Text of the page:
Parsons University graduate Camila Chiriboga comes from a Ecuadorian family embedded in the world of fashion. Some of her earliest memories involve draping herself in the leftover fabrics found in her father’s tailoring factory. This generational influence inspired her to become a fashion designer.
“At Parsons I learned how super powerful fashion can be to create social change,” says Chiriboga.
While completing her studies, Chiriboga was diagnosed with a life-changing kidney disease. After spending some time in the hospital and being unable to independently dress herself, she realised how difficult it must be for people who have spent their entire lives having to depend on others in order to dress themselves.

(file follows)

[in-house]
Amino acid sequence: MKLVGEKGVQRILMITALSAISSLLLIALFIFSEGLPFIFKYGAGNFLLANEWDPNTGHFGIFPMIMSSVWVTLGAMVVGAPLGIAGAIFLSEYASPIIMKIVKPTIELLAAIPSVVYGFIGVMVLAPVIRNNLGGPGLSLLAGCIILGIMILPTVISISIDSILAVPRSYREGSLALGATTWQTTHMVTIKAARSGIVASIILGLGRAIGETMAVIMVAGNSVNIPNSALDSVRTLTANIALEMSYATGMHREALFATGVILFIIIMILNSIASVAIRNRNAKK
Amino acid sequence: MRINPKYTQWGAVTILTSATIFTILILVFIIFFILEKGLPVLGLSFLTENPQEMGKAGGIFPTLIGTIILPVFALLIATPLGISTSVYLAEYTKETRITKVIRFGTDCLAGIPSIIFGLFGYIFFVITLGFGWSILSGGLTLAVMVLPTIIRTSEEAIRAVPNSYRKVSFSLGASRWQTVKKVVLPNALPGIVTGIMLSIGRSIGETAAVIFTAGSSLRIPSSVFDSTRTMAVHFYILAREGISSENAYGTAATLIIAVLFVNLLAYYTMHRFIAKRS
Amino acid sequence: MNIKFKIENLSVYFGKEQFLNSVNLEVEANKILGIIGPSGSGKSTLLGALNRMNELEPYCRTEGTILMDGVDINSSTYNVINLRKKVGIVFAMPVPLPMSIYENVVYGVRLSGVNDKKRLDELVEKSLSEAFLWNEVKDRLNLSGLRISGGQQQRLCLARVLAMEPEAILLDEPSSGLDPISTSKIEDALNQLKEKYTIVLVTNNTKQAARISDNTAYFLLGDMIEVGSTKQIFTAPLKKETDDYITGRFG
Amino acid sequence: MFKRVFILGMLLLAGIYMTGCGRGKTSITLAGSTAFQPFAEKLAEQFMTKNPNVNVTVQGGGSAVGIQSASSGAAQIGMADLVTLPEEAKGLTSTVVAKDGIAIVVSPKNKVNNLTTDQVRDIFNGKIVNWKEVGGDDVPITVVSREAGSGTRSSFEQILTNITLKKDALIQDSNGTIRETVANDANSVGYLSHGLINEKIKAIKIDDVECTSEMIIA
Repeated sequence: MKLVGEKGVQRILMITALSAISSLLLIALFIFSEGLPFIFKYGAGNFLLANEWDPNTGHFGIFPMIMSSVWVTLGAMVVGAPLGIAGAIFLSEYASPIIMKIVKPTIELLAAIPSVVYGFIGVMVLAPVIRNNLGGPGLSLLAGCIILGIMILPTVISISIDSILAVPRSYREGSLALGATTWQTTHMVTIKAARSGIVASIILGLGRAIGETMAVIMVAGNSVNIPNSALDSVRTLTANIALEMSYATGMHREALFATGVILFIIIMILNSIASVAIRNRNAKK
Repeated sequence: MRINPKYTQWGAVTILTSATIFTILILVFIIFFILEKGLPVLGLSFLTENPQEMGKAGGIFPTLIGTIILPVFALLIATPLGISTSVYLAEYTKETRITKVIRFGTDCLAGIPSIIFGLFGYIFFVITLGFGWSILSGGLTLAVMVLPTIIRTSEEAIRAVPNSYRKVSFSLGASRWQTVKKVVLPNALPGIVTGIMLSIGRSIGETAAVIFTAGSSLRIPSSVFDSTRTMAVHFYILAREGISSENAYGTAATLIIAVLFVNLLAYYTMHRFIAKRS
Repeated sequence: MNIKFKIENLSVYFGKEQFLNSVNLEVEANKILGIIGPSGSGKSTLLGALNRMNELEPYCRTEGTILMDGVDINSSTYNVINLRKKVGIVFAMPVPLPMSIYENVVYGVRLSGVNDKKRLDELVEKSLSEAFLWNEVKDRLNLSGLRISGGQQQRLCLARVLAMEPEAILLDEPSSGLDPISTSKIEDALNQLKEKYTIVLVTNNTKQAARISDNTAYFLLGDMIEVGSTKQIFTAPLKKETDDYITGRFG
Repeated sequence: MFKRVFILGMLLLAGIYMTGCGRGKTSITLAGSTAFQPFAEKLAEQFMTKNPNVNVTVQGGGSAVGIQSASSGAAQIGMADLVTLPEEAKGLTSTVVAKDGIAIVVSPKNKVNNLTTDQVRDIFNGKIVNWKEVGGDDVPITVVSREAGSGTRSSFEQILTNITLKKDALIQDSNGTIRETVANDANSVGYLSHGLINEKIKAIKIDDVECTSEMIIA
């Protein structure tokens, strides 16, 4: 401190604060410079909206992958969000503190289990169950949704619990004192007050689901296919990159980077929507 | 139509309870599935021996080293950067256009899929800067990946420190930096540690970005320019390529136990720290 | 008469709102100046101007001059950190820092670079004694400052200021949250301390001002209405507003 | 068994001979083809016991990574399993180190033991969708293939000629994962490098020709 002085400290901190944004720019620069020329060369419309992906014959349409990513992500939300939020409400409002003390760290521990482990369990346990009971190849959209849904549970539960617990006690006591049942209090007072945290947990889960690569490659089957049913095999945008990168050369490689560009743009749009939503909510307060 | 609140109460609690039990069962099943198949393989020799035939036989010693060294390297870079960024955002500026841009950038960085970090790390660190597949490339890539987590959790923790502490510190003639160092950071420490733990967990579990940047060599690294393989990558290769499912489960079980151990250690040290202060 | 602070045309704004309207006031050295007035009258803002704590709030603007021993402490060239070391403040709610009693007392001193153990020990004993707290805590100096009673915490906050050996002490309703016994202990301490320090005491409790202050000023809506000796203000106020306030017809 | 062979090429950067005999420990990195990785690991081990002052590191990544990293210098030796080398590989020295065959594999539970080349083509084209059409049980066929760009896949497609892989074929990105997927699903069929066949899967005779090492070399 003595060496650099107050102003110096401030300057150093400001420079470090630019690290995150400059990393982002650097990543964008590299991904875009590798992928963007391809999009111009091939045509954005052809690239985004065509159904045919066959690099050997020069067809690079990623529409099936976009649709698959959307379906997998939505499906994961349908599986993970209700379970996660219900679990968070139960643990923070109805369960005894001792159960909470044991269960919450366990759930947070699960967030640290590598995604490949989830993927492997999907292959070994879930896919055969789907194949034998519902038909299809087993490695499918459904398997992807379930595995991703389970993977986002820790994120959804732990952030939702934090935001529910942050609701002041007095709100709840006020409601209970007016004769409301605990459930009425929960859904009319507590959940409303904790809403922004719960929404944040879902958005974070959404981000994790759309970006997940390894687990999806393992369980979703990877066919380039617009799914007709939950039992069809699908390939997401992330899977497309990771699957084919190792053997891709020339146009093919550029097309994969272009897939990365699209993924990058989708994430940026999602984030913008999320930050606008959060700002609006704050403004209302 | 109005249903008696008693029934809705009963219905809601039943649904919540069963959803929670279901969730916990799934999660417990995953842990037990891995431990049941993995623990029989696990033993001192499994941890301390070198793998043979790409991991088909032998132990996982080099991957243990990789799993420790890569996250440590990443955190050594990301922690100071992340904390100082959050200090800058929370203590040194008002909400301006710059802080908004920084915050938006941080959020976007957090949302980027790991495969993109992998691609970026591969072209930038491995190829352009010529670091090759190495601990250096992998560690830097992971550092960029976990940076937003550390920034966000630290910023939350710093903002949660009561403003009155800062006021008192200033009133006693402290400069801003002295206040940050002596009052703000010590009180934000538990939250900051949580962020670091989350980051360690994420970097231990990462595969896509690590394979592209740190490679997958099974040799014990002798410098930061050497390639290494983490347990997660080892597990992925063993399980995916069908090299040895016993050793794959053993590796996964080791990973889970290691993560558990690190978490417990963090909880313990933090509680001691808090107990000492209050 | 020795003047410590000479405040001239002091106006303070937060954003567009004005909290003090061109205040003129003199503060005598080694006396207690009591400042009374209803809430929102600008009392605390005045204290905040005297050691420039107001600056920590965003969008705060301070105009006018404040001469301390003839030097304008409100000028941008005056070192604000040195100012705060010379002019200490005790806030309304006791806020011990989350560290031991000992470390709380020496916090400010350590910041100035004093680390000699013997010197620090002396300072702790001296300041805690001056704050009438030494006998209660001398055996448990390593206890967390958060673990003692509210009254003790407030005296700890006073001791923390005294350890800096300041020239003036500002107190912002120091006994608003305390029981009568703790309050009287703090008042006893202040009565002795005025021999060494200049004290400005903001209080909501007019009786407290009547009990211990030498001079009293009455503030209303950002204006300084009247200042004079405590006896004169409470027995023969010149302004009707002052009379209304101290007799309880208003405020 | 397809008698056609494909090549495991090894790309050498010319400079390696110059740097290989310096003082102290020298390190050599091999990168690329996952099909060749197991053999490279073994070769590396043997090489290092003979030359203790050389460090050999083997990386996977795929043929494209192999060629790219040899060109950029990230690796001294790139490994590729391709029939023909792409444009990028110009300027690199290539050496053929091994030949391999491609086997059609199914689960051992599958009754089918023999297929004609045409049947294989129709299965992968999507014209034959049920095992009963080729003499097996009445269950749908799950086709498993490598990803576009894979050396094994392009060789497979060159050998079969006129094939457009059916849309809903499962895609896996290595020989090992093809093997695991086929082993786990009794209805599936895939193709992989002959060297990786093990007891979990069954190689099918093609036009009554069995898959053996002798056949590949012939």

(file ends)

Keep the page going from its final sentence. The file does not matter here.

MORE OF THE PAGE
This experience inspired her to want to create garments for those varying ailments and disabilities. Researching different design prototypes, she learnt how to adapt clothing to different body postures and enhance new ways of movement for the wearers of the garments.
“I wanted to take this a step further and really think about what could inclusive fashion mean?” says Chiriboga.
Working with varying groups of people and listening to what their needs were gave the young designer some insights into why and how she designs.
She thus set out to create Veº.
Veº is an inclusive system of fashion for the blind and visually impaired. It allows people who are visually impaired to understand the garments that they are wearing. It allows them to choose their own clothes and return to them a sense of independence.